6 Tips to Achieving the Impossible in the Face of Change



Niamh Madigan
03/29/2012

Let’s face it, we live in a world that is constantly changing and nowhere is this more evident than in our working environments. From minor changes, like a new brand of coffee in the kitchen to bigger organisational changes, like the implementation of new a technical system, it can take a period of time to get key stakeholder buy-in, overcome internal resistance and iron out the creases before change is accepted.


So, how many times have you heard in your organisation –‘oh you can’t do that here, it’s impossible.’ Perhaps it’s something you’ve quietly thought yourself. While change is very often a great thing, bringing more good than bad to a team or organisation, many of us look at it as a time-consuming upheaval to our daily working lives and prefer to recoil into the comfortable space of the familiar.


But recoil no more! Pharma IQ has put the feelers out into the Biotech community and come up with some Top Tips which will help make what appears impossible in your organisation, possible! ( Do feel free to add more by emailing niamh.madigan@pharma-iq.co.uk)

Tip 1: Change the perception of those who believe that the intended goal is impossible by making them aware about the purpose and benefits of the change initiative suggests Diwakar Sharma, Manager at HAL.


Tip 2: ‘A plan well presented to achieve a heretofore impossible objective will convert the unbelievers.’ Kenneth Larson, Retired Aerospace Contracts Manager, MicroMentor Volunteer and Founder "Smalltofeds"


Tip 3: If your organisation is working on a project, communication and support from the top down is a necessity. ‘Organise a meeting with everyone and present the current situation. Provide a detailed timeline with the stages of change, describe costs and profits involved and anything else that may be affected, such as resources, accessibility or whatever,’ advices Diane Hatziioanou, Postdoc at Academia Sinica.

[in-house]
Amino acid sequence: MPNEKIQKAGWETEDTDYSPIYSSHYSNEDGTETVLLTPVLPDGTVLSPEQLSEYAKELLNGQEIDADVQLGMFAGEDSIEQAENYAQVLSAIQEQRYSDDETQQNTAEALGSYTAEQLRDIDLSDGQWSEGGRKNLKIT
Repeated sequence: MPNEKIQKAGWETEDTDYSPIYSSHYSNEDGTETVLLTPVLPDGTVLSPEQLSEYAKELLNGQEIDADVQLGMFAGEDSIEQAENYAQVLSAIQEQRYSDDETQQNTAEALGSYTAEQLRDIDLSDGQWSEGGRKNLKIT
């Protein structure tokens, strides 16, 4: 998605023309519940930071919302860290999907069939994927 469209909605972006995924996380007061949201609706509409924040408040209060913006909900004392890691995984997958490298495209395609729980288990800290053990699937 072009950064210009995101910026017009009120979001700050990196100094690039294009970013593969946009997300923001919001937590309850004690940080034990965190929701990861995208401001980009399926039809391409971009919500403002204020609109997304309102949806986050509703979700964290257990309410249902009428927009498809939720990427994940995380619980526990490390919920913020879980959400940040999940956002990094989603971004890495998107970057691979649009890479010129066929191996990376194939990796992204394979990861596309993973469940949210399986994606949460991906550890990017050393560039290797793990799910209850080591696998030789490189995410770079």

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Tip 4: Circulate an agenda beforehand. This will keep a meeting on track and to the time allocated. If people start complaining and going off-topic, you can always say that that topic is to be discussed later in the meeting and you would like to finish the current discussion first. This is a trick Christine Baines, Interim HR Professional and Consultant, uses as it also gives you time to think of counters to their arguments and there's a good chance interrupters will run out of steam on the first attempt and not bother to bring it up again.


Tip 5: Encourage feedback, communication isn’t a one-way stream. Hold a meeting with the key change Instigators, relay the percentage of people that support the idea and discuss the advantages moving forward.


Tip 6: Kevin Creechan, Internet Technology Developer at Aholattafun Creative Solutions suggests having clear definitions of objectives and goals with an outline of moving a plan forward,  define what the results will mean for the company in the long term.


Tip 7: However, sometimes it’s about putting the hard-work into a project yourself, but as Roy McCune, Owner, Service Analytical concludes, ‘you can accomplish the previously impossible when you are willing to let others take all the credit.’

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